Readily at your disposal you have lasers (standard guns), bombs (single-shot, can be launched upwards or downwards), mines (hang in the air and destroy pirates that touch them), bouncing bombs (a set of four bombs that bounce off walls blasting everything they touch), seeker missiles (home in on the nearest large target) and a shield for getting out of tricky situations). All these (with the exception of lasers) are limited, but can be replenished by picking up pods on the way. Watch out, too, for the extra weapons such as circling drones and tailguns, which can be automatically retro-fitted to your ship by way of the everything-compatible FWF (Federation Weapon Frame).

On reaching the first depot, you realise that the pirates have developed a 'shield and cloak' device to protect them from the Federation Defence systems, so it's completely up to you to blast them away. Another effect of these devices is to cause the defence drones to attack you, since you are the only possible target they can locate. You've got to destroy them before they destroy you.

Shooting pirate ships causes them to drop their cargo of jewels and precious items, ready for you to pick up. If you manage to pick up enough treasure and shut down the systems, you can teleport the treasure to Federation headquarters. The Federation chiefs will consider that they have regained enough to cut their losses and run, so you are given a credit bonus and a new ship to spare, ready to jet off to the next depot. But be warned, this time the pirates will have alerted their allies, and they're ready for just about anything - even a rough, tough macho kinda guy like you…

Zzap! Christmas Special, Issue 44, December 1988, p.p.186-187

Paul 'Hard Man' Glancy I really liked the 64 version of Cybernoid, as you may have seen in the review, but I have to say that the Amiga version is better. The graphics are better, being more of a representation of the ships on the original packaging. The sprites are also smaller, giving you a much less claustrophobic feeling. The sound is well implemented, but I would have liked to have heard more effects implemented or failing that some music. The playability has been enhanced, due to the increased playing area and easier to pass aliens, meaning that you'll come back to the game more often. Plus there are more levels on the Amiga version! How's that for value for money! No? Oh, suit yourself then…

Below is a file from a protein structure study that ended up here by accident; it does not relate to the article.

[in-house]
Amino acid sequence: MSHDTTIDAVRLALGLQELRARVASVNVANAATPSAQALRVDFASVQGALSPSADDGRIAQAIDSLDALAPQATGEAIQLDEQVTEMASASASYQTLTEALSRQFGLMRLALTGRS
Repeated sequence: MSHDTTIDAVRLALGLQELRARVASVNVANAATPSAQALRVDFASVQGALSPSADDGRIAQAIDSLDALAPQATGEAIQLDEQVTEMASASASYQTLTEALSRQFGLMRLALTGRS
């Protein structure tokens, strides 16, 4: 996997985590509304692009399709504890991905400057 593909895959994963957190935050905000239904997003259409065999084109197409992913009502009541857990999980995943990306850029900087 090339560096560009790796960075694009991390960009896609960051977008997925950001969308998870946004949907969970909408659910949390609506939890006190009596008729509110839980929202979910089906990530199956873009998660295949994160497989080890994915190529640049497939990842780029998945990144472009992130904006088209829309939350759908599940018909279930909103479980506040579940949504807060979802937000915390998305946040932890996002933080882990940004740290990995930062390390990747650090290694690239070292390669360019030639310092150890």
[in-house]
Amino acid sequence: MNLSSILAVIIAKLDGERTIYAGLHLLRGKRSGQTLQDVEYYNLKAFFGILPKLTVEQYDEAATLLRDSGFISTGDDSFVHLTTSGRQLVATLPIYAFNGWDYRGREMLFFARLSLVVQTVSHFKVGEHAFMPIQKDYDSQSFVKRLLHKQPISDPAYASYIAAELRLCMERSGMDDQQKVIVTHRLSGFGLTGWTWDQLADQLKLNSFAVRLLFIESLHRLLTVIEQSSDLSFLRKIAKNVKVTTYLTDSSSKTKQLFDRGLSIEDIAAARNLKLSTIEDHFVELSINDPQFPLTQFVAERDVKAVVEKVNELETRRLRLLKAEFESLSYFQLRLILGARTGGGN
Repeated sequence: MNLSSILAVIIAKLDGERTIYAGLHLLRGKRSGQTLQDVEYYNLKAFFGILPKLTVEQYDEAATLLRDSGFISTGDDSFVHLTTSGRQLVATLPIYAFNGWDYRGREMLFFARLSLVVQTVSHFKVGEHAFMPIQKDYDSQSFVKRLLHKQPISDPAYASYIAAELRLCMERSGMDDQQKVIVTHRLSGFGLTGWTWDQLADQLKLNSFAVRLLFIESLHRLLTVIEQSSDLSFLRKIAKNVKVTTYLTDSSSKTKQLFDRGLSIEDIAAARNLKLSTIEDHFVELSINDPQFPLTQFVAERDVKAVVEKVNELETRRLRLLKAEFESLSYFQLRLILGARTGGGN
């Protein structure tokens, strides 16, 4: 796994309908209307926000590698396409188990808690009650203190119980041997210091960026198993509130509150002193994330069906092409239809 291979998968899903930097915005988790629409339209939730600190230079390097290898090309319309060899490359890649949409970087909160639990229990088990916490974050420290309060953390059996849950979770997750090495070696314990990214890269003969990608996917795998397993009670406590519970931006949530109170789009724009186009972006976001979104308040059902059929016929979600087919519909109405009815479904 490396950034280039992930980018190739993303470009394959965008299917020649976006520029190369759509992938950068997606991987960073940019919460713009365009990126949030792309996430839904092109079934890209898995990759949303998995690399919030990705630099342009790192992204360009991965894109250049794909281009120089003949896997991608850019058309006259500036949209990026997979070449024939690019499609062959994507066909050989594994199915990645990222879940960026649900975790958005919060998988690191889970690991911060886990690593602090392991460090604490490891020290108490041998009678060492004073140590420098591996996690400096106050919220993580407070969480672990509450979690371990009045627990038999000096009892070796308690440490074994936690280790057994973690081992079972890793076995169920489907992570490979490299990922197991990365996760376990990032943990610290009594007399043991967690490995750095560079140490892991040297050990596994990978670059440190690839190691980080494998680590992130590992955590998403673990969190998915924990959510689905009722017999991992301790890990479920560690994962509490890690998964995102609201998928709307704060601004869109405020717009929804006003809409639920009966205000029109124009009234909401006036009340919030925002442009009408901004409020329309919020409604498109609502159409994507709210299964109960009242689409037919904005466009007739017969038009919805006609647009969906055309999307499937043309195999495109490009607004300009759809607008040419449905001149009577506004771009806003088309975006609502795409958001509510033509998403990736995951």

Maff 'Flash' Evans I am afraid to say that I didn't agree with the original ZZAP! Review of the 64 Cybernoid, because it was just too difficult to be playable. Now Hewson have released the Amiga version and not only are the sound and graphics better, the gameplay has been much improved. It's actually possible to complete! The sprites and background are very colourful, with some marvellous use of shading, and the amount of sprites on screen gives a frenetic feel. The sound's really good too, but it's a little on the sparse side - the odd tune or two wouldn't go amiss. Grumbling aside, Cybernoid is an excellent 16-bit conversion, greatly improving on the 64 incarnation. Buy it today! Unless, of course you haven't got any money or the shops are shut or they haven't got it in or… (give over! - Ed).

Gordon 'Captain Porko' Houghton I didn't think it possible, but Hewson's Amiga conversion of Cybernoid is even better than the 64! If there was anything wrong with the 8-bit versions it was the difficulty level, which led to many hours of hair-tearing frustration and monitors almost being kicked in. This, however, is just right - the tight spaces aren't quite as tight and the alien bullets are more easily avoided. That's not to say it's not tough - apart from the fact that there are almost twice as many screens, the aliens swarm onto the screen trying to kick seven shades of sunshine out of you right from the start. Hewson are keeping up their record of quality games with a couple of superb conversions this month - if you can stump up the cash, buy both.

Am I alive?
PRESENTATION 68%
There's quite a nice highscore table, but not enough options.
GRAPHICS 94%
Wonderful use of colour and shading on sprites and backgrounds alike.
SOUND 71%
Really good spot effects, but no music in the game itself.
HOOKABILITY 92%
It's tough… but not that tough!
Instantly playable.
LASTABILITY 95%
Lots of screens and enough playability to keep you hooked for a long time (and that's saying something!)

OVERALL 93%
A very high quality shoot 'em up which is a great improvement over the 64 version.